It’s one of those never-ending sagas.
After 22 public hearings, long proceedings before the state Public Utilities Commission and a Minnesota Court of Appeals case, two proposed pipelines that would together carry more than one million barrels of oil per day across the northern part of the state find themselves again at the beginning of a long regulatory process…
The hearings were prompted by a Minnesota Court of Appeals decision last September. The ruling overturned a June 2015 decision by the utilities commission to grant the proposed Sandpiper pipeline a so-called “certificate of need,” saying state regulators first needed to complete a full-blown environmental impact statement for the project.
Calgary-based Enbridge has proposed two pipelines that would each stretch about 300 miles across the state. Sandpiper would carry 225,000 barrels of oil per day from the Bakken region of North Dakota to the company’s hub in Clearbrook, Minn. From there it would carry 375,000 barrels per day to Superior, Wis.
The company also plans to replace its existing Line 3, which was built in the 1960s and transports crude from the oil sands region of Alberta, Canada. By replacing the aging pipe, the company plans to boost the line’s capacity back up to 760,000 barrels per day.
A couple of relevant additional items:
One likely result of Minnesota legislative Republicans’ arrant foolishness, short-sightedness…all of the things that conservatives everywhere are primarily defined by, is that we will likely lose out on a big federal match for Reinvest in Minnesota/Conservation Reserve Enhancement Program funding.
RIM/CREP $30 million bonding is critical because Minnesota would receive a $60 million (2:1) federal match for a total of $90 million. It also protects thousands of acres of the most environmentally sensitive land; the CREP initiative will impact 100,000 acres during the next five years. Finally, $90 million would create or maintain over 800 jobs (according to Assessing the Economic Impacts of WRP and RIM on the Minnesota Economy, USDA-NRCS).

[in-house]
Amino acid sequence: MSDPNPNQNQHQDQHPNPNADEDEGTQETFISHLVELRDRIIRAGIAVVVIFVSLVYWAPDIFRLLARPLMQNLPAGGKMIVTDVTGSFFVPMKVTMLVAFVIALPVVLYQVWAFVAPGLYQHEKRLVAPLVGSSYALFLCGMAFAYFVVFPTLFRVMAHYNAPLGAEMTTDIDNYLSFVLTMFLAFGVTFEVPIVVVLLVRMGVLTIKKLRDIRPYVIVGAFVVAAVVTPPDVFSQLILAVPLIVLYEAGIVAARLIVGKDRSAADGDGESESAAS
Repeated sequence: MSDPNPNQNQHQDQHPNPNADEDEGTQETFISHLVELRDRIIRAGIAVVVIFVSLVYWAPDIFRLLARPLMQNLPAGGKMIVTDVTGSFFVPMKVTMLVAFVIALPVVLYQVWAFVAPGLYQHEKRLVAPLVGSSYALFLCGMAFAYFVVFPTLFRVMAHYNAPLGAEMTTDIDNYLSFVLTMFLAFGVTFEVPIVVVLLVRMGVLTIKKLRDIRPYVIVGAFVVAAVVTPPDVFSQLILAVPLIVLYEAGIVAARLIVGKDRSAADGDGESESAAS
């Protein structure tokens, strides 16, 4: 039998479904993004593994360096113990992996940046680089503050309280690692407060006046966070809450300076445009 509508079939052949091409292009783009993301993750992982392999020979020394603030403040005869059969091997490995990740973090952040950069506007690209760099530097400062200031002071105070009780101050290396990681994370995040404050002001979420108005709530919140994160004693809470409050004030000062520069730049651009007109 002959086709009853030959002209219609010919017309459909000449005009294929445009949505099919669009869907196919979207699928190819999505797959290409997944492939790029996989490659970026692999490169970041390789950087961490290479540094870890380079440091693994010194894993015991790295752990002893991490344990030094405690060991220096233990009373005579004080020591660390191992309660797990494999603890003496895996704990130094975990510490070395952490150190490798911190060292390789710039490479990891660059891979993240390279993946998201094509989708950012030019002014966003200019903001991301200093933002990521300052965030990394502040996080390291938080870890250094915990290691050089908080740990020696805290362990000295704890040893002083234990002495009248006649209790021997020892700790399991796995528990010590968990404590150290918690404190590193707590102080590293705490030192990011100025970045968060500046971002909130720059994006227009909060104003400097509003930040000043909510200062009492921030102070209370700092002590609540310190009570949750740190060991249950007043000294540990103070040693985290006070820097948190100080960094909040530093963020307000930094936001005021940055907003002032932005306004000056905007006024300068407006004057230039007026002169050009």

(Our candidate, representing the major party that is not running Donald Trump for president, is Angie Craig. You can help her out here.)
I wrote about the race here. I did not specifically note a long-priced outsider, Gene Rechtzigel, but he apparently did provide the most memorable part of the convention, using his presentation to accuse President Obama of having ordered the murder of the late Supreme Court Justice Antonin Scalia, and so forth. Anyway:
Under Minnesota’s endorsement system, party conventions vote to endorse candidates, but other candidates who don’t get the endorsement can ask voters to overrule that endorsement and pick them instead at the Aug. 9 primary. (David) Gerson said Saturday that he would abide by the endorsement, drop out and support Lewis.
But at least one and possibly two candidates will challenge Lewis for the Republican nomination in the Aug. 9 primary. Businesswoman Darlene Miller has promised to run in the primary, while former state Sen. John Howe said he will decide soon whether to stay in the race.
(St. Paul Pioneer Press)
Retiring/fleeing Rep. John Kline (R-MN) has endorsed Miller. Given that Kline’s time in Congress has been nothing but a negative for students, women, workers, the elderly…really, everyone except rich white men, there’s no good reason for his endorsement to matter. But it might, anyway. We’ll see. Howe is presumably under a lot of pressure – as in, might even get a phone call from Kline himself – to drop out and avoid splitting the “sane,” anti-Lewis vote.